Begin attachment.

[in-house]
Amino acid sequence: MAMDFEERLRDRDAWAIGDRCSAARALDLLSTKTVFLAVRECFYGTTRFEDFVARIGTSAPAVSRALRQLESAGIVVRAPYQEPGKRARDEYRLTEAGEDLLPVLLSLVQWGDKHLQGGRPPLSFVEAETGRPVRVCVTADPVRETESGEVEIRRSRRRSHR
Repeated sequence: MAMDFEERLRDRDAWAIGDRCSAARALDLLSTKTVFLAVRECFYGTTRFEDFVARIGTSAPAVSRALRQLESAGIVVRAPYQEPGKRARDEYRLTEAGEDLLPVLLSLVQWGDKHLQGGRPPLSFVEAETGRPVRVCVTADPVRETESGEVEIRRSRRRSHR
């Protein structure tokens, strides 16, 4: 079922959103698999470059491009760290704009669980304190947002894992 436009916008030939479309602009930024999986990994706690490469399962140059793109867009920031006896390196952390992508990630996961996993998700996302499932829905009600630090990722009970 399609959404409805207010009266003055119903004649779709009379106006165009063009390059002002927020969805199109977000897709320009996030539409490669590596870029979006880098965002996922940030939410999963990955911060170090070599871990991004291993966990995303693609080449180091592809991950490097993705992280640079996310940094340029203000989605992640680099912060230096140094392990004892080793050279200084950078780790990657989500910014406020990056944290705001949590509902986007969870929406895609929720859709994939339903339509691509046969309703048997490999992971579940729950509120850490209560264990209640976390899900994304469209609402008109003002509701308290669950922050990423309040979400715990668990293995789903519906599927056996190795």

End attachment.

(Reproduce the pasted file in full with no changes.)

[in-house]
Amino acid sequence: MAMDFEERLRDRDAWAIGDRCSAARALDLLSTKTVFLAVRECFYGTTRFEDFVARIGTSAPAVSRALRQLESAGIVVRAPYQEPGKRARDEYRLTEAGEDLLPVLLSLVQWGDKHLQGGRPPLSFVEAETGRPVRVCVTADPVRETESGEVEIRRSRRRSHR
Repeated sequence: MAMDFEERLRDRDAWAIGDRCSAARALDLLSTKTVFLAVRECFYGTTRFEDFVARIGTSAPAVSRALRQLESAGIVVRAPYQEPGKRARDEYRLTEAGEDLLPVLLSLVQWGDKHLQGGRPPLSFVEAETGRPVRVCVTADPVRETESGEVEIRRSRRRSHR
């Protein structure tokens, strides 16, 4: 079922959103698999470059491009760290704009669980304190947002894992 436009916008030939479309602009930024999986990994706690490469399962140059793109867009920031006896390196952390992508990630996961996993998700996302499932829905009600630090990722009970 399609959404409805207010009266003055119903004649779709009379106006165009063009390059002002927020969805199109977000897709320009996030539409490669590596870029979006880098965002996922940030939410999963990955911060170090070599871990991004291993966990995303693609080449180091592809991950490097993705992280640079996310940094340029203000989605992640680099912060230096140094392990004892080793050279200084950078780790990657989500910014406020990056944290705001949590509902986007969870929406895609929720859709994939339903339509691509046969309703048997490999992971579940729950509120850490209560264990209640976390899900994304469209609402008109003002509701308290669950922050990423309040979400715990668990293995789903519906599927056996190795």